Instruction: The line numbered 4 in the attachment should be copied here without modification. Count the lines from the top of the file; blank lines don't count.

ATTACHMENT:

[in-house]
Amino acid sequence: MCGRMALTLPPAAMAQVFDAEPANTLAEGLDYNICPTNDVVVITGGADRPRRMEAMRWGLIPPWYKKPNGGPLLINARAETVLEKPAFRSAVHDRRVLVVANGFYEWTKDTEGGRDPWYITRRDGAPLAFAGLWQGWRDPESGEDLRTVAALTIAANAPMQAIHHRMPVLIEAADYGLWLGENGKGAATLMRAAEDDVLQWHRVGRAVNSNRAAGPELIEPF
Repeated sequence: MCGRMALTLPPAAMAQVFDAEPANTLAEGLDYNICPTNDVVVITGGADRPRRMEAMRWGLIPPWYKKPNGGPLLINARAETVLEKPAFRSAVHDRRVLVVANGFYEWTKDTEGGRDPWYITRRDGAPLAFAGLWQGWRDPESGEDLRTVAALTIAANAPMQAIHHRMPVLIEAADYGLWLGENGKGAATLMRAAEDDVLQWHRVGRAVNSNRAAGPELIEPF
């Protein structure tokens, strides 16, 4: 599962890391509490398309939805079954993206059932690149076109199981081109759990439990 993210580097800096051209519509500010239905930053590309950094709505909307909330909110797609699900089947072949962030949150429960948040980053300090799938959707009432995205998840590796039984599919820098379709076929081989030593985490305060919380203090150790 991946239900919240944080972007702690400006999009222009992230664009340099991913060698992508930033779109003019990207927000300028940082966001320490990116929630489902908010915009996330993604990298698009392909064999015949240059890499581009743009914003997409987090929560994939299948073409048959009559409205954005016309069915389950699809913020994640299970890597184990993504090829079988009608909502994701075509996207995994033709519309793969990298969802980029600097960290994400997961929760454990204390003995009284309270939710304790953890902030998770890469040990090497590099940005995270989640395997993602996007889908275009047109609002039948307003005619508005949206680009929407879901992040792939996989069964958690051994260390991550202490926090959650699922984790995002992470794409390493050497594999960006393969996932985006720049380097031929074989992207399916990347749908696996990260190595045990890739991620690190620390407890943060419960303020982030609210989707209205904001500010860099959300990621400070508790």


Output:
């Protein structure tokens, strides 16, 4: 599962890391509490398309939805079954993206059932690149076109199981081109759990439990 993210580097800096051209519509500010239905930053590309950094709505909307909330909110797609699900089947072949962030949150429960948040980053300090799938959707009432995205998840590796039984599919820098379709076929081989030593985490305060919380203090150790 991946239900919240944080972007702690400006999009222009992230664009340099991913060698992508930033779109003019990207927000300028940082966001320490990116929630489902908010915009996330993604990298698009392909064999015949240059890499581009743009914003997409987090929560994939299948073409048959009559409205954005016309069915389950699809913020994640299970890597184990993504090829079988009608909502994701075509996207995994033709519309793969990298969802980029600097960290994400997961929760454990204390003995009284309270939710304790953890902030998770890469040990090497590099940005995270989640395997993602996007889908275009047109609002039948307003005619508005949206680009929407879901992040792939996989069964958690051994260390991550202490926090959650699922984790995002992470794409390493050497594999960006393969996932985006720049380097031929074989992207399916990347749908696996990260190595045990890739991620690190620390407890943060419960303020982030609210989707209205904001500010860099959300990621400070508790």